Study: Gaza Humanitarian Situation Worst Since 1967

Report says more than 1 million Gazans dependent on food aid; Defense Ministry blames Hamas.

A coalition of eight British-based human rights organizations on Thursday released a scathing report in claiming that the humanitarian situation in the Gaza Strip is at its worst point since Israel captured the territory in 1967.

The report said that more than 1.1 million people, about 80 percent of Gaza's residents, are now dependent on food aid, as opposed to 63 percent in 2006, unemployment is close to 40 percent and close to 70 percent of the 110,000 workers employed in the private sector have lost their jobs.

It also said that hospitals are suffering from power cuts of up to 12 hours a day, and the water and sewage systems were close to collapse, with 40-50 million liters of sewage pouring into the sea daily.

The report follows strident international condemnation of Israel after it struck hard against Palestinian militants in Gaza, killing more than 120 in the past week, including many civilians, after Palestinians militants escalated their daily rocket fire at Israel.

The rockets have killed 13 people, wounded dozens more, traumatized thousands and caused millions of dollars in damage. Last week longer-range rockets reached Ashkelon, a city of 120,000 people, about 17 kilometers north of Gaza, prompting the harsh Israeli response.

The Defense Ministry rejected the report, blaming the militant Hamas rulers of Gaza for the hardships.

"Israel has the right and obligation to protect its citizens, but as the occupying power in Gaza it also has a legal duty to ensure that Gazans have access to food, clean water, electricity and medical care," said Amnesty International U.K. Director Kate Allen, one of groups behind the report. "Punishing the entire Gazan population by denying them these basic human rights is utterly indefensible. The current situation is man-made and must be reversed."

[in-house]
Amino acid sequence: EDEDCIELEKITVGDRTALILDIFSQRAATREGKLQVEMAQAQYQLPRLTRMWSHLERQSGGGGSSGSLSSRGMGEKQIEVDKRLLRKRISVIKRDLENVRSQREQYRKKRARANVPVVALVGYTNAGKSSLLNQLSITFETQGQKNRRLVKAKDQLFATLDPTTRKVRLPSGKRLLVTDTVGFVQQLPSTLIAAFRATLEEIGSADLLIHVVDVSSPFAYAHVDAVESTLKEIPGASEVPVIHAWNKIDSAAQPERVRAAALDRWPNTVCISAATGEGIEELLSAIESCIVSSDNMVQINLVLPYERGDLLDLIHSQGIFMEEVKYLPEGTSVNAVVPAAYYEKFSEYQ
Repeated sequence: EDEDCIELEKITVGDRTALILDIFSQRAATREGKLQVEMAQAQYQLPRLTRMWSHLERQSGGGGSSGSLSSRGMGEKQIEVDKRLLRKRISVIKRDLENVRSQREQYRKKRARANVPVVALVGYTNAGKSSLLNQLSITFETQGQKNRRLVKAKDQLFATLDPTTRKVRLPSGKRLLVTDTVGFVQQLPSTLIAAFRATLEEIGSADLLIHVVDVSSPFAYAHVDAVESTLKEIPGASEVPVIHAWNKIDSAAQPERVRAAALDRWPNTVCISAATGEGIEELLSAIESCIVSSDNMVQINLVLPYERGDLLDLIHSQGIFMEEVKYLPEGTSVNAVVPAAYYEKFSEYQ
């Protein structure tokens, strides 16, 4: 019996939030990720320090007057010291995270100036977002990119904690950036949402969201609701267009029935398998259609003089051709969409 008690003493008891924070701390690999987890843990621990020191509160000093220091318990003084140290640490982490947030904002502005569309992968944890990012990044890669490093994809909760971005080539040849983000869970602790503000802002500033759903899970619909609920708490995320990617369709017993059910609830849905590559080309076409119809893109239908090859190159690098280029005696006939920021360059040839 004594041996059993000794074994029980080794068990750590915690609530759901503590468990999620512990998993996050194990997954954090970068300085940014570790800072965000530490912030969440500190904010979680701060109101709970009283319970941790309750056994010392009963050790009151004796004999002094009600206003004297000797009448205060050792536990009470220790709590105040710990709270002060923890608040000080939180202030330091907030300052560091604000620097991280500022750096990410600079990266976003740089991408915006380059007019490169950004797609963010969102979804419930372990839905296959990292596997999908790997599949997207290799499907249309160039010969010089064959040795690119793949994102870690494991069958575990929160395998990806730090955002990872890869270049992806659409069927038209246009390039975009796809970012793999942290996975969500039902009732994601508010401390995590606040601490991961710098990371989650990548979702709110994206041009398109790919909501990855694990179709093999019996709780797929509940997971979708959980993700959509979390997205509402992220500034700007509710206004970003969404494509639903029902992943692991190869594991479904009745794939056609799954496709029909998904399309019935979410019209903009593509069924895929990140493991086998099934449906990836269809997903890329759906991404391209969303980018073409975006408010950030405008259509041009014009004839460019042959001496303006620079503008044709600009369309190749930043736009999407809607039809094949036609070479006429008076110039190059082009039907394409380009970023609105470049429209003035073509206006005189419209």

The Foreign Ministry issued a report denying Israeli culpability in the humanitarian situation in the Gaza Strip, saying human rights groups "should point their criticism towards the Hamas terrorist organization that controls the Gaza Strip, and not against the State of Israel."

The 16-page report - sponsored by Amnesty, along with CARE International U.K., CAFOD, Christian Aid, Medecins du Monde UK, Oxfam, Save the Children U.K. and Trocaire - calls on the British government to exert greater pressure on Israel and to reverse its policy on not negotiating with Gaza's Hamas rulers.

Israel and the West shun Hamas and label it a terrorist organization. Hamas does not accept the presence of a Jewish state in an Islamic Middle East and has sent dozens of suicide bombers into Israel, most recently a month ago.

The report adds that it considers Israel's blockade of Gaza as unacceptable and illegal collective punishment.

Replying to the report, the Defense Ministry said it was misdirected.

"The main responsibility for events in Gaza - since the withdrawal of Israel from the territory and the uprooting of the settlements there - is the Hamas organization, to which all complaints should be addressed, read a statement a spokesman," Maj. Peter Lerner.

This week NGO Monitor, a Jerusalem-based watchdog, called on human rights groups to end what it called their political use of international law. It cited an Amnesty International press release that it said made unsubstantiated accusations that Israeli responses are being carried out with reckless disregard for civilian life.

"NGOs and human rights groups must end their irresponsible and immoral use of legal rhetoric," said Gerald Steinberg, Executive Director of NGO Monitor. "False claims of disproportionate force and collective punishment by Amnesty International and Human Rights Watch make a mockery of international law."